Dlatego bo... bo tu się zaczyna już od momentu przystąpienia, wybrania tej drogi, stania się członkiem, działaczem, to zaczyna się taki mechanizm, że coraz więcej różnych rzeczy człowiek widzi nie tak, jak być powinno. Znowu ta rzeczywistość tego ruchu jest sprzeczna z porządkiem wartości, tak jak przedtem widziało się, że sprzeczny z porządkiem wartości jest świat. Ta akceptacja w ogóle jest możliwa tylko na zasadzie "tak, ale", ale w ogóle człowiek myślący wszystko co akceptuje, powinien zaakceptować na zasadzie "tak, ale" i tu wszystko jest w porządku. Pytanie tylko jest: ile jest "ale", a ile jest "tak"? No i mój komunizm mógłbym opisywać jako proces tego jak to "ale" mi rosło, pod niemałym wpływem ojca, bo toczyłem z nim nieustanne boje, nieustanne boje. I wprawdzie ja odrzucałem jego argumentację, znaczy zdawało mi się, że wysuwam równorzędną albo lepszą, ale coś zostawało. I tak jakby patrzyłem trochę na świat oczyma ojca. Przez to widziałem niesłychanie ostro różne rzeczy. I jakie to były rzeczy poza tym takim kultem jednostki, który tu mi się wydaje nawet mniej istotny? No, trzeba sobie uświadomić, że w początkowym okresie mojego komunizmu byłem... wszyscy w koło byli przeciwnikami. I to wbrew pozorom nie utrudnia, a ułatwia, dlatego bo to jest taki mechanizm szerszy. Wielu ludzi znam, którzy swoje kłopoty z ludźmi różne – każdy ma jakieś kłopoty z ludźmi z otoczenia – rozwiązują sobie przez taki porządek ideologiczny, że swoją grupę odniesienia umieszczają gdzieś tam w abstrakcji. To niesłychanie częste wśród artystów jest, którzy nie znoszą artystów wszystkich innych, natomiast w ogóle kochają człowieka. Tylko, że z tym człowiekiem nie mają w ogóle do czynienia na co dzień. Na co dzień spotykają się z innymi artystami i mówią o nich same najgorsze rzeczy. Nie tylko artystów to oczywiście dotyczy. Wszystkie kłopoty z ludźmi, jakie się ma, wszystkie problemy, które się ma i to właśnie całe zło świata widzi się w środowisku, widzi w otoczeniu, przypisuje się w ten sposób, przypisywałem w ten sposób reakcji, moją grupą odniesienia był ten wyidealizowany świat komunistów. No, ale zacząłem działać w wyidealizowanym świecie komunistów, coraz więcej ich było wokół mnie i okazywało się, cierpi na te same albo gorsze, inne dolegliwości, co to całe moje otoczenie. I to jest ten cały proces.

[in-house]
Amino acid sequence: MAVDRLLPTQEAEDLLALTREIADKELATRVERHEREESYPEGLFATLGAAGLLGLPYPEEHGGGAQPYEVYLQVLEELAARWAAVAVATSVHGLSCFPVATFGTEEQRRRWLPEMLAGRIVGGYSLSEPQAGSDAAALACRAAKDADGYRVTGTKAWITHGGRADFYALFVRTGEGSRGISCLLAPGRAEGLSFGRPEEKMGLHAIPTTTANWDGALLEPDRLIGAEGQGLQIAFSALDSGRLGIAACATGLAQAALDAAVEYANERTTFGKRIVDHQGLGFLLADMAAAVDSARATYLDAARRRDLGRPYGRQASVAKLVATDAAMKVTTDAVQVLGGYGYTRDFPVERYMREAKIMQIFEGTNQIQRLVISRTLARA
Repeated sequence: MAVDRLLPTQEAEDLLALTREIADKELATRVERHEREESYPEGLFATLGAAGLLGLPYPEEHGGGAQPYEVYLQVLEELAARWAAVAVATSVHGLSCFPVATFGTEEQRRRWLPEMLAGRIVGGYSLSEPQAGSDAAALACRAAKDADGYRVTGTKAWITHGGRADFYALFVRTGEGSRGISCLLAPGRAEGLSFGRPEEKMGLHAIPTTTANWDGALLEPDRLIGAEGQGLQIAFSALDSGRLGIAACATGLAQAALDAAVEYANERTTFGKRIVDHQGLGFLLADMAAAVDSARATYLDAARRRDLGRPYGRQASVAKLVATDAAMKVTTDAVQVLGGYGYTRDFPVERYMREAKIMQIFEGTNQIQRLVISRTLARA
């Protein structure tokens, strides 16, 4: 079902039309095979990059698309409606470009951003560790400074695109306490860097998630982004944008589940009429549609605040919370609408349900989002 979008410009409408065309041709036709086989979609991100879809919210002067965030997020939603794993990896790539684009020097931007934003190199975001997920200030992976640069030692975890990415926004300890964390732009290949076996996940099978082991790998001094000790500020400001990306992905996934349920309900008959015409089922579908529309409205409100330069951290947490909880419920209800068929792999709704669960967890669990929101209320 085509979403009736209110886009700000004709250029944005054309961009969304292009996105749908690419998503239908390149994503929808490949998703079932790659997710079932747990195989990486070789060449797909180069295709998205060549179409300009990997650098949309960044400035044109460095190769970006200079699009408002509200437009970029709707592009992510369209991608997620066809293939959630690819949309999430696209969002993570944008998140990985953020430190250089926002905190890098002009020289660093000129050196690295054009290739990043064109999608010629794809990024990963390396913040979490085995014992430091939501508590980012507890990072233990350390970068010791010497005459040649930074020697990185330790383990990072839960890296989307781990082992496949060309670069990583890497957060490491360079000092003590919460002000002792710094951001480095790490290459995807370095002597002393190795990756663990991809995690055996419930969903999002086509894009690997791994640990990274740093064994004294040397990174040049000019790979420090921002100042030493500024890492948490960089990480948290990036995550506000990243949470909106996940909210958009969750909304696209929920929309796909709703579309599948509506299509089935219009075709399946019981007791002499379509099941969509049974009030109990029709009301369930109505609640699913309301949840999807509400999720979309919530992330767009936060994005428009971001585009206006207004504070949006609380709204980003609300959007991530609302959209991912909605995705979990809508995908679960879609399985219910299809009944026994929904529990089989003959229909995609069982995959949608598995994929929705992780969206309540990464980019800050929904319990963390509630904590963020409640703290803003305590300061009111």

The late Polish activist, Jacek Kuroń (1934-2004), had an influential but turbulent political career, helping transform the political landscape of Poland. He was expelled from the communist party, arrested and incarcerated. He was also instrumental in setting up the Workers' Defence Committee (KOR) and later became a Minister of Labour and Social Policy.

Listeners: Marcel Łoziński Jacek Petrycki

Film director Marcel Łoziński was born in Paris in 1940. He graduated from the Film Directing Department of the National School of Film, Television and Theatre in Łódź in 1971. In 1994, he was nominated for an American Academy Award and a European Film Academy Award for the documentary, 89 mm from Europe. Since 1995, he has been a member of the American Academy of Motion Picture Art and Science awarding Oscars. He lectured at the FEMIS film school and the School of Polish Culture of Warsaw University. He ran documentary film workshops in Marseilles. Marcel Łoziński currently lectures at Andrzej Wajda’s Master School for Film Directors. He also runs the Dragon Forum, a European documentary film workshop.

Cinematographer Jacek Petrycki was born in Poznań, Poland in 1948. He has worked extensively in Poland and throughout the world. His credits include, for Agniezka Holland, Provincial Actors (1979), Europe, Europe (1990), Shot in the Heart (2001) and Julie Walking Home (2002), for Krysztof Kieslowski numerous short films including Camera Buff (1980) and No End (1985). Other credits include Journey to the Sun (1998), directed by Jesim Ustaoglu, which won the Golden Camera 300 award at the International Film Camera Festival, Shooters (2000) and The Valley (1999), both directed by Dan Reed, Unforgiving (1993) and Betrayed (1995) by Clive Gordon both of which won the BAFTA for best factual photography. Jacek Petrycki is also a teacher and a filmmaker.

Tags: activist, reality, acceptance, communism, endless arguments, artists, reactionaries

Duration: 3 minutes, 11 seconds

Date story recorded: 1987

Date story went live: 12 June 2008